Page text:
Reprieve for Nakuru women as maternity unit opens in Rongai

Wednesday March 18 2020

A ward at the newly-built Dandelion Maternity Unit in Rongai on the border of Nakuru and Baringo counties. It comes as a reprieve to mothers who previously had to travel long distances to access maternity care. PHOTO | PHYLLIS MUSASIA | NATION MEDIA GROUP


Hundreds of women in the interior villages that border Nakuru and Baringo counties have a reason to smile after a new modern maternity hospital was opened on Wednesday in Sarambei village in Rongai Sub-County.

The fully equipped twelve-bed Dandelion Maternity Unit will see expectant women across the rural border get proper services during birth.

The facility was officially opened by the Nakuru County Health CEC Zakayo Kariuki Gichuki.

It aims to control the high numbers of maternal and infant mortalities recorded at the border.


Cases of women giving birth at home with the help of untrained midwives have in the past been recorded, with many contracting serious infections, some which have led to the spread of HIV/Aids.

However, Dr Gichuki said the independent and modern maternity hospital in the area is one of the greatest milestones in the county.

The health CEC said up to 56 percent of mothers in the country deliver at home especially in the rural areas.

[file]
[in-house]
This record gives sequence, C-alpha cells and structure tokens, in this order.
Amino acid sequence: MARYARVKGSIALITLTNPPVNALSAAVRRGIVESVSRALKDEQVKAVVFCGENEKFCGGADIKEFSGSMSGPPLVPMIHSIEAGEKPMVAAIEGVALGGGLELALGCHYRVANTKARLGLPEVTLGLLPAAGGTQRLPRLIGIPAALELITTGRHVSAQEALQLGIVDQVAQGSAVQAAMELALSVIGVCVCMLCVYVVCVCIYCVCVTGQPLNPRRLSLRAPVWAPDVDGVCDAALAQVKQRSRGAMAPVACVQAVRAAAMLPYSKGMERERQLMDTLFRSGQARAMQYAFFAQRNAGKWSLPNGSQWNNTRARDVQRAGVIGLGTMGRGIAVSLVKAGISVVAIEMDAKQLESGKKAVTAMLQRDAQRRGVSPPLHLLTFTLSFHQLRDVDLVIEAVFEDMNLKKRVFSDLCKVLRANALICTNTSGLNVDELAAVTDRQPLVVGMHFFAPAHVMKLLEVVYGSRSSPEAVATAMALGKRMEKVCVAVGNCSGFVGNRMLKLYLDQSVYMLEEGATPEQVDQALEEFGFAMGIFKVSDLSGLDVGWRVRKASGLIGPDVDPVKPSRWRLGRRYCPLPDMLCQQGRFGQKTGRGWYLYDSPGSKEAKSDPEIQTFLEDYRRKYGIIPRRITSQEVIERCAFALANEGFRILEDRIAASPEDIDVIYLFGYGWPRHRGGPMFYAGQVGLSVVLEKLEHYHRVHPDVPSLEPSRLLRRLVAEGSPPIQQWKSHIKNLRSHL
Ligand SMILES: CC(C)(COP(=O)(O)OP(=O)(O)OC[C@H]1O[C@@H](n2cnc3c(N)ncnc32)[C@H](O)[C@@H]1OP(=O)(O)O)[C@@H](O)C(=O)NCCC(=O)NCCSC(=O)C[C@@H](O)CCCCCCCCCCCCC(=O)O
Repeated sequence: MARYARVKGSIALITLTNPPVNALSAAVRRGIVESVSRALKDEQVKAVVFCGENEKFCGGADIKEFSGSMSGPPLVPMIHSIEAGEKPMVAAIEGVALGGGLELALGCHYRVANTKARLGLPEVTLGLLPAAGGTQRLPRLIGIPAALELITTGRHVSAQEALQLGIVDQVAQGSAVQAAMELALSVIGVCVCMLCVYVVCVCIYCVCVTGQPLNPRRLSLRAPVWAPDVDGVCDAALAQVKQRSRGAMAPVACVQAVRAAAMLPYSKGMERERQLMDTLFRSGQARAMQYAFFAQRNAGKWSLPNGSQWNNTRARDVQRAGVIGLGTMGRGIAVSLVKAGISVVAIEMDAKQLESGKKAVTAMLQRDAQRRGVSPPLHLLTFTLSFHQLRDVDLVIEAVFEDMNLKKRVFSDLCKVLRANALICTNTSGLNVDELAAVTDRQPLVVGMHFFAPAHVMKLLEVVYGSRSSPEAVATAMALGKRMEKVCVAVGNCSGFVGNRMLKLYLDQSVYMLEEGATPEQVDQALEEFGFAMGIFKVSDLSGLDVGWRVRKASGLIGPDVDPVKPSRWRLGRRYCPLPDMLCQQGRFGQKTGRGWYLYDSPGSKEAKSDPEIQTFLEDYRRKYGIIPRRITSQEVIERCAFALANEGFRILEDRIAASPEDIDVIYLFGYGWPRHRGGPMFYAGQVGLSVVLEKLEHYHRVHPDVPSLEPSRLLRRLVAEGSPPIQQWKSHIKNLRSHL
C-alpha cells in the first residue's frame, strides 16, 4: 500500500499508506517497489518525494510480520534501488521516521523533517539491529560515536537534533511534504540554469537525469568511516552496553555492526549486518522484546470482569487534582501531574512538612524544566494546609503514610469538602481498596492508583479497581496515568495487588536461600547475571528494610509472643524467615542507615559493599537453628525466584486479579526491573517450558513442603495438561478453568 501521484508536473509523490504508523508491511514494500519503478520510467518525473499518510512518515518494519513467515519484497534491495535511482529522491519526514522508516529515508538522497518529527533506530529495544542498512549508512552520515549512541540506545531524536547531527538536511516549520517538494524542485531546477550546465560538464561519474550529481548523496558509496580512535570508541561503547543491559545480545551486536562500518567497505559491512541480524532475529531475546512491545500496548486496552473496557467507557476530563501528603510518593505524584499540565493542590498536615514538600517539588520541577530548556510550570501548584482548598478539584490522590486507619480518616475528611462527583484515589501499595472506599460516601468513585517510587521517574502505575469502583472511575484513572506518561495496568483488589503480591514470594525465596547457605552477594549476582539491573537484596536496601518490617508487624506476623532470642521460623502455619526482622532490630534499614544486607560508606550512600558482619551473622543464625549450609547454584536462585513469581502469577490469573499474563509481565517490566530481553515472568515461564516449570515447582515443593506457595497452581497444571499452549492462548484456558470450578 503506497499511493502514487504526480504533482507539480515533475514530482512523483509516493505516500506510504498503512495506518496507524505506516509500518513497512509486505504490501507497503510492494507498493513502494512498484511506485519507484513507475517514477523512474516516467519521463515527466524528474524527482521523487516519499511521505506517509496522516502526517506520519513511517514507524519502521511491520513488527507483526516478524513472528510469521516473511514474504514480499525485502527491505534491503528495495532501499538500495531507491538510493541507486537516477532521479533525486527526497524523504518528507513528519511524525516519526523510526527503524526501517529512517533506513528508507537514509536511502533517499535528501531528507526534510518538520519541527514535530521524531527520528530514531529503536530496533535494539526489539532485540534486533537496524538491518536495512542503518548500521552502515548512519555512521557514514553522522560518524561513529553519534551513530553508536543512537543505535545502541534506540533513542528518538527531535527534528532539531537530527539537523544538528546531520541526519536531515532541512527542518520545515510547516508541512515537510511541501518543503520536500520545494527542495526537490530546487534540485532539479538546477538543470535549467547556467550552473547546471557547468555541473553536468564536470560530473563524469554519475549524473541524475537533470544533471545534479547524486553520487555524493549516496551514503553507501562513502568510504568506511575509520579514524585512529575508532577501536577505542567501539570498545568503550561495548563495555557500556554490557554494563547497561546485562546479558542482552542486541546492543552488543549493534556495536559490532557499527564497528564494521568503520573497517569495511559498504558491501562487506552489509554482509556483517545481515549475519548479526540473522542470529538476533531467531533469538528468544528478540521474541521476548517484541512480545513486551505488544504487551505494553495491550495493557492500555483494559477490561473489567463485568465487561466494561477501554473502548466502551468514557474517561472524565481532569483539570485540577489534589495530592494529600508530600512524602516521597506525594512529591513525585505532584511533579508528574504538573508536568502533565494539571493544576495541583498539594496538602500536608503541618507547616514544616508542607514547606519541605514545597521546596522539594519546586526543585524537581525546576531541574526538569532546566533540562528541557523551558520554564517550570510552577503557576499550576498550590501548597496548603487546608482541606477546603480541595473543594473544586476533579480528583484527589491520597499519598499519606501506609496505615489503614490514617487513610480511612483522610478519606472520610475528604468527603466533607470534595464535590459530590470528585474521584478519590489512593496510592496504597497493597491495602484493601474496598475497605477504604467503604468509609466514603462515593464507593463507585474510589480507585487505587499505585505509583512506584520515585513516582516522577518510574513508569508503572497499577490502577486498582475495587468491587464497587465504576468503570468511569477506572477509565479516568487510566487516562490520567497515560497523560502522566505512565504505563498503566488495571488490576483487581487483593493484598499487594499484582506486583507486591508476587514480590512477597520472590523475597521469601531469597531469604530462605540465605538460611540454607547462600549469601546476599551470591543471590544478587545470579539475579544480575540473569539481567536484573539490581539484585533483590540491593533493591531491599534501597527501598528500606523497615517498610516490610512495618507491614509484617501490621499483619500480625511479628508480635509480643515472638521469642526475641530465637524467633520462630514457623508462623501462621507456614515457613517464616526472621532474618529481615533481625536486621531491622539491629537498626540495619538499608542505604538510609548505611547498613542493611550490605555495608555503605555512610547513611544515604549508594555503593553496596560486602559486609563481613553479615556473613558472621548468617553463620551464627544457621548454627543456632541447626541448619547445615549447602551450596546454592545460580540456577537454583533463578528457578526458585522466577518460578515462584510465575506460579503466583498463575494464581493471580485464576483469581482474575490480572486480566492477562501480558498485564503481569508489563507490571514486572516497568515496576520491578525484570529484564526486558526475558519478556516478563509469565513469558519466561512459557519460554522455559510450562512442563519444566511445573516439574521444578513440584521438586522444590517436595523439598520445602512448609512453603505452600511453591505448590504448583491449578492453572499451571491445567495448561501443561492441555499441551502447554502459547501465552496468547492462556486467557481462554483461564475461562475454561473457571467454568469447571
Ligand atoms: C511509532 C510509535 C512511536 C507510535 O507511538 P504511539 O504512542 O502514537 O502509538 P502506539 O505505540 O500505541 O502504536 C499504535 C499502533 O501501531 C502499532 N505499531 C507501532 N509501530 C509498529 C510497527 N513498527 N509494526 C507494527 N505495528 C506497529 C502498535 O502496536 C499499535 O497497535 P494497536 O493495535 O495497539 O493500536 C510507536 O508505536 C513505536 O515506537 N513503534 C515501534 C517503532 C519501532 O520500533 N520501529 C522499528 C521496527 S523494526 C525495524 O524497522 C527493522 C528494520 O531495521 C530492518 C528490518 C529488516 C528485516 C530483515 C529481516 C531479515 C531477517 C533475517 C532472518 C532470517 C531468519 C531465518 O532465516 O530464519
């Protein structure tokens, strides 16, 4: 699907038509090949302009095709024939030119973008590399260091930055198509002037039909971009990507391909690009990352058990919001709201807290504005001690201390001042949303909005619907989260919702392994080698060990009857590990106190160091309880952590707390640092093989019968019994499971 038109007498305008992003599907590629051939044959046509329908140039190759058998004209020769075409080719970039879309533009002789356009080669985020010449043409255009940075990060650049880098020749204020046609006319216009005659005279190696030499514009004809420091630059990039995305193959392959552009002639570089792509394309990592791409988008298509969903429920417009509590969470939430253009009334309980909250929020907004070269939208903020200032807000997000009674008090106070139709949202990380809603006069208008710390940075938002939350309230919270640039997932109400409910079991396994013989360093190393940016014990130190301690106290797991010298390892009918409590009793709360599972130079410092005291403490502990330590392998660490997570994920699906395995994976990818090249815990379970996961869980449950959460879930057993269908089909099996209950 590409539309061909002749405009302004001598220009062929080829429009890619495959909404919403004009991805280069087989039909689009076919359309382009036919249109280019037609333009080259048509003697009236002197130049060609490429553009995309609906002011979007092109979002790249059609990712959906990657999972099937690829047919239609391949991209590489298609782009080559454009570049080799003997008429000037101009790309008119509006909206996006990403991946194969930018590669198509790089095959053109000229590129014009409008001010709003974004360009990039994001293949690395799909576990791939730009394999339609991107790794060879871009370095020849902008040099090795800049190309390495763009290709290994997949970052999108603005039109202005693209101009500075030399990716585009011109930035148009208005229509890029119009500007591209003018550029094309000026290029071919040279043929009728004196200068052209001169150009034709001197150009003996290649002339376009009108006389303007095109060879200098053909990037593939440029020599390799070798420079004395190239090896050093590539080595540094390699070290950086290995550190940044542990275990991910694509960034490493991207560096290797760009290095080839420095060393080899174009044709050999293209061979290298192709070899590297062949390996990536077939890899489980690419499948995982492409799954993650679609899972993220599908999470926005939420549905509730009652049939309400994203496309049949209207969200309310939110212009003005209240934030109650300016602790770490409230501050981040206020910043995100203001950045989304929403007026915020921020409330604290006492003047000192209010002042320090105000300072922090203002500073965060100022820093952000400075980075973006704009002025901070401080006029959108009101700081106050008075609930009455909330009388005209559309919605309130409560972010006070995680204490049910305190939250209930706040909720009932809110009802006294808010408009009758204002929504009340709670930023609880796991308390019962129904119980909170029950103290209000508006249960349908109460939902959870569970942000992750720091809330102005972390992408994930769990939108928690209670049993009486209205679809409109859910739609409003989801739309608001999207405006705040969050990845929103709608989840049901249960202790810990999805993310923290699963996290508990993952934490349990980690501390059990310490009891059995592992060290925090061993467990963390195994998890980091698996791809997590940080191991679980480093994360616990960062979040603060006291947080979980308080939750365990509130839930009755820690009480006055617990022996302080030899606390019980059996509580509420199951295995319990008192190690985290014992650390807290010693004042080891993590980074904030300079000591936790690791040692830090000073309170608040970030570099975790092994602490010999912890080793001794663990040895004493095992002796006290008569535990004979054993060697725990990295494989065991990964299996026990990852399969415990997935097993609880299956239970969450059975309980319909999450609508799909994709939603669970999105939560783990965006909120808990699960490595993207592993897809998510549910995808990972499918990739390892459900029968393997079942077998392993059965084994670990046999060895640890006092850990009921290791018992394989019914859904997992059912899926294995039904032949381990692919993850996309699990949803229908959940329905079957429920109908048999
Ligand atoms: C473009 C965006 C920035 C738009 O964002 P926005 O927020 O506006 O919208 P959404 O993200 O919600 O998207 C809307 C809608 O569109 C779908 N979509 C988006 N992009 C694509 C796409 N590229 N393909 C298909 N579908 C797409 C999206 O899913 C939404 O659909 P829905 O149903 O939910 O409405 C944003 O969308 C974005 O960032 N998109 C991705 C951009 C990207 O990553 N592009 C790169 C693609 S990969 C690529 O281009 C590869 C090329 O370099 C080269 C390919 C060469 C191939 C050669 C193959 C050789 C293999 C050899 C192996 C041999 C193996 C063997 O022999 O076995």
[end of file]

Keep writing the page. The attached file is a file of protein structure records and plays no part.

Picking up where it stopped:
“It is heart breaking knowing that hundreds of mothers die as a result of complications in the hands of the traditional birth attendants. Nakuru County, for example, recorded 58 percent maternal and infant deaths in the recent years and Rongai alone had 73 percent of the mothers who delivered at home,” stated Dr Gichuki, adding that the worrying figures have always given the county administration sleepless nights.


A case study was conducted to find out the factors contributing to home maternal deliveries in Rongai.

The research findings attributed (lack of) knowledge, attitudes and practices during delivery to home deliveries.

“We had to act fast enough and think of a sober way of controlling the worrying numbers knowing that the major mortality rates in the villages were associated to lack of knowledge on safe delivery and negative attitude linked to most of the wrong information spread about the quality of services in government hospitals,” Dr Gichuki said.

He added that bad practices are highly influencing home deliveries.


The villages set to benefit from the maternity facility include Sarambei, Lomolo, Banita Kapsitet and Mogotio in Baringo.

The new hospital has been equipped with modern delivery beds, oxygen concentrator, sanction machine, patient monitors and vital sign monitors, cancer screening machines and immunization wards.

The hospital was funded by Dandelion Africa, a non-governmental organisation in collaboration with the Ministry of Health.


Ms Wendo Sahar Aszed, the executive director of Dandelion Africa said there is a misguided belief among women in both rural and urban slums that childbirth is a normal process which does not need medical attention.

“Such an attitude, together with poverty, illiteracy and ignorance regarding complication of delivery is responsible for majority of women delivering at home,” she said.

Ms Aszed encouraged young mothers to take advantage of the facility to deliver there and also get other services like family planning.

She said factors like family traditions, lack of time, inaccessibility of hospitals, social-economic issues and physical factors like the geography of the area, politics, poor services and weak health systems have largely contributed to home deliveries.